"What, girl?" called the nursemaid, but the girl shook her head and turned heavily from the horizon, and a song kindled in her thought that expanded across her days until she was wed and became a woman, and it was finished: a kernel that lay inside of her, unto the heart, awaiting the birth of a daughter to whom it could be sung.

In her dreams, there was Arien, the steerswoman of the sun, standing upright as a reed at the helm with her gown and her hair streaming back as light; there was a high arching course and the perils of the playful winds that sought to capsize her and the twisted routes amid the stars that envied her and, by day's end, she stood at the furthest shore of the world and let the Outer Sea drift up and over the tops of her feet, a touch no more substantial than a bitter breath:

Weary, at the day's conclusion,
Arien rests at the verge of Vai
Until passing forward slowly
Her gown as a satin light does lie
Upon the surface of the water
As she drifts down and down and down
While the thin waters of the Outer Sea
Wrap her like a silken shroud.
She drifts down and down and into dreams
With a sigh, freed of despair,
Bubbles of light swirl to the sky
And burst as sparks upon the air.
Drifting, drifting, down and down,
Her light stirred by Vai's gentle play
Buoyed by Vai's heavy airs
Till touching bottom--
    She awakes.
For she must yet pass, west to east,
To rise from the slumb'ring world at dawn.
The sands beneath her feet are fallen stars;
At her right, a cavern yawns.
The stars ring out as she shifts her feet,
With tender mewls of the forsaken.
She crouches, hesitates, squeezes forth,
For it's a perilous road she's taking.
Rock scrapes her shoulders made tight and small,
As behind her burnished light streams,
Tossed and turning at the whim of Vai,
Like a ribbon upon the breeze.
Inching through the caverns beneath the world
Upon her elbows and her knees,
While clods of soil drip and drop
From the writhing roots of giant trees.
Spiders drip and filaments slip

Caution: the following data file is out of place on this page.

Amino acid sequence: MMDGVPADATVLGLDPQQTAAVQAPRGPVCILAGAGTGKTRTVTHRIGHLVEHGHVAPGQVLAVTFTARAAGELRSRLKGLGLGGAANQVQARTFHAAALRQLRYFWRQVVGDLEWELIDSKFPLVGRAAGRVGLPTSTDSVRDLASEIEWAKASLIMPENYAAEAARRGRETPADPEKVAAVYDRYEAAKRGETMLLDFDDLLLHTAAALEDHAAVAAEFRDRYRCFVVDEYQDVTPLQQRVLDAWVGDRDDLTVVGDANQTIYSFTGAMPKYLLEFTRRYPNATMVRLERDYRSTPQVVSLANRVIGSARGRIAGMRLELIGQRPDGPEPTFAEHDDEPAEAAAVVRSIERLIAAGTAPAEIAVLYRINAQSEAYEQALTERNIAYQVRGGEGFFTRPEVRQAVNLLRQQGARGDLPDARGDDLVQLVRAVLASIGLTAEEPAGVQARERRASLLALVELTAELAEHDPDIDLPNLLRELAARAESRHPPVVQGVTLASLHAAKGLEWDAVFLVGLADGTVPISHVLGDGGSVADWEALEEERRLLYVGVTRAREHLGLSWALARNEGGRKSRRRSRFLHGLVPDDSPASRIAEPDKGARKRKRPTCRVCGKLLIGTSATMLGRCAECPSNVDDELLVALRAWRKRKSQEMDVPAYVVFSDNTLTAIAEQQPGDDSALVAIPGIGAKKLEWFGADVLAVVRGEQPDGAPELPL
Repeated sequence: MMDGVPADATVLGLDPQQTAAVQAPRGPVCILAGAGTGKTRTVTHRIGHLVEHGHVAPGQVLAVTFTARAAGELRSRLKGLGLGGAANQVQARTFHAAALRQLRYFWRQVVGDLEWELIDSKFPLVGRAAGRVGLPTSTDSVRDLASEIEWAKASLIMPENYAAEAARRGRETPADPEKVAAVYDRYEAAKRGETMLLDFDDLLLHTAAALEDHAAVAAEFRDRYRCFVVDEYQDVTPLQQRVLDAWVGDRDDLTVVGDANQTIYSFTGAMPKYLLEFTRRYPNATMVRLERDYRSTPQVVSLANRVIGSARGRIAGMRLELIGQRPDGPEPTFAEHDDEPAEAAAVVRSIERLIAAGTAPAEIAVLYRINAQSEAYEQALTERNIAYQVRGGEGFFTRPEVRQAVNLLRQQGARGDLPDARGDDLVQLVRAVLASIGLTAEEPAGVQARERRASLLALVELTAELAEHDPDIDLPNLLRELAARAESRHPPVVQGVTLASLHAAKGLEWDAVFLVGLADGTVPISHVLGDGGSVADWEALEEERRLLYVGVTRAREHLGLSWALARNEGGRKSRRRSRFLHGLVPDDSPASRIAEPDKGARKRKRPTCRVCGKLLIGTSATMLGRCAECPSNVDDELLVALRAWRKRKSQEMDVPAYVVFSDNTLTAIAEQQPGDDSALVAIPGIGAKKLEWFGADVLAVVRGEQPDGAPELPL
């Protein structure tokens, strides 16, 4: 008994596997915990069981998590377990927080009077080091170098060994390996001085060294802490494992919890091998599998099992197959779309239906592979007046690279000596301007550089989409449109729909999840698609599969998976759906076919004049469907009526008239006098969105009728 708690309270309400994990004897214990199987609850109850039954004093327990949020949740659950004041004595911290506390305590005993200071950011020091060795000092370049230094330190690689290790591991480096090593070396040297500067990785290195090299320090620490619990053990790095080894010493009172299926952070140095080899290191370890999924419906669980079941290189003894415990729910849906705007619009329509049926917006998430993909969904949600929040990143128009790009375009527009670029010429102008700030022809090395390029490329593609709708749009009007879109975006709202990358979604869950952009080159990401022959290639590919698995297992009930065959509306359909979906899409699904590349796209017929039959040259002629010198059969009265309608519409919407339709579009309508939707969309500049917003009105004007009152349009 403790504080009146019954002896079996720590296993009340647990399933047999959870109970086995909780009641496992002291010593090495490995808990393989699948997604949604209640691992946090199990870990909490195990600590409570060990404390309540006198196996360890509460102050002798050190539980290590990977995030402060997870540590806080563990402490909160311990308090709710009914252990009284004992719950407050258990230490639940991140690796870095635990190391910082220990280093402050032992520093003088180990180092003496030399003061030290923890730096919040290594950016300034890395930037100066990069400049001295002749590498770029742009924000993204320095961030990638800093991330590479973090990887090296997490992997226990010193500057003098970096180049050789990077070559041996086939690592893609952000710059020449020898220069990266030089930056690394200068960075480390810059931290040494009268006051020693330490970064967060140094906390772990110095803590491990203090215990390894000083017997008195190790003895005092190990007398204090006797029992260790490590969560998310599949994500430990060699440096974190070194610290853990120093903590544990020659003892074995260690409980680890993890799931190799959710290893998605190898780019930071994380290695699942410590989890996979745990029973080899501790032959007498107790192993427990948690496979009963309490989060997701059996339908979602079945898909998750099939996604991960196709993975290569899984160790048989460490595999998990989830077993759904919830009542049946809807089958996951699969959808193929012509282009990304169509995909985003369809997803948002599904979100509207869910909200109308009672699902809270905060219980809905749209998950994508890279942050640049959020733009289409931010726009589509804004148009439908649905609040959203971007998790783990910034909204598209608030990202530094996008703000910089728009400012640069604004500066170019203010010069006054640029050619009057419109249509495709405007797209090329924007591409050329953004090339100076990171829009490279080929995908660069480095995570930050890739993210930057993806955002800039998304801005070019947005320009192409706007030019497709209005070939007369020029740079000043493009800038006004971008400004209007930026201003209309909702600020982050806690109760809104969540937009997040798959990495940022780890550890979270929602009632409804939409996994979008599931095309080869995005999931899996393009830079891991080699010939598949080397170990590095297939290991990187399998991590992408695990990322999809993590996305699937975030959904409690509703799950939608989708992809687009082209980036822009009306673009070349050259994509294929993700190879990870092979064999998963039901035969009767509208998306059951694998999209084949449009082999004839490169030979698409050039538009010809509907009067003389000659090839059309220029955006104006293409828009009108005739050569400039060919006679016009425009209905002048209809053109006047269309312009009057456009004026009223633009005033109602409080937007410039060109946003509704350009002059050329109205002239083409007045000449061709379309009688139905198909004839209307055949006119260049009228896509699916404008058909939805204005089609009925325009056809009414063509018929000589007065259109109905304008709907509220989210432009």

To tickle across her face,
And she catches her breath
    - and pauses -
Waiting for the bolt of numbing pain.
Then inching, inching down and down
As the roofs ever still decline
Till a slender maid in a straw of light
Bears the world's weight upon her spine
Until for a single moment pauses--
For scarcely can breath she draw in--
Then inching forth her elbow
The stream of light surges forth again.
Inching, inching, on and on
Through the long hours of the night
Till forth from the tunnel sudden light blazes
And she emerges to stand upright.
In the world above, restless sleepers toss
As the midnight bell sharply tolls,
While in the secret dark near Arda's heart
Dawn emerges in the deep places of the world.
In a high-ceiling chamber she passes
Amid the abortive wrecks of the Gods' plans:
Fleshless skeletons and wrecked machines,
The air still loud with echoing commands,
While dancing shadows long and strange
Are cast by the light-stepped maiden as she goes,
Her mind shut tight against nightmarish sights
Waiting to swallow her if she slows.
She ducks back into the passageway
And the closing dark is a relief.
Squirming through toward the Gates of Morn,
A bell overhead chimes thrice in its grief.
Many a sleepless dreamer
Lies anxiously abed.
As the dawning hour creeps nearer and nearer,
He is stricken with nameless dread.
Maidens wait in temples in the desert
Holding 'neath their tongues the matins song
Watching, anxiously, the eastern sky
For silvering that means morning to come ere long.
While beneath the world a single maiden labors,
Yet dragging her train of light,
Ever-wearying, slower and slower,
Then stopping. The world in perpetual night
Watches for the stars to dim.
The milkmaids and the bakers' boys wait
As light pushes o'er the world's rim.
Uncheered, unsung goes the meniscus of fire
As the world's folk resume their chores,
But wrenched free of Vai and the world's dark heart
Arien sails into the West once more.

"So she never had much rest anyway. Did she?"

The impertinent voice of the little girl ends her mother's song like the snick of scissors. The woman--no longer a maiden, no longer haughty and wont to dare the tops of trees or the midsummer heat on unclad skin--meets her daughter's words with startled eyes. "No, I suppose ..." Yet that nightly journey on the underside of the world to emerge each day in a true morning--the woman felt the old gathering in her legs, the desire to leap for the horizon and arrive somewhere, not to simply return where she had been, again and again and again.

From the courtyards below the balcony, the servants sing along with their morning chores.

Sweep! Scrub! Milk and churn!
Spin and weave and mend!
Make the beds and cook the feast
And then begin again!

There was a sudden weight upon the woman's back, so forceful that her proud shoulders might have bowed with it. She might have had the world upon her back, as once had Arien, but when she looked up, there was only sky.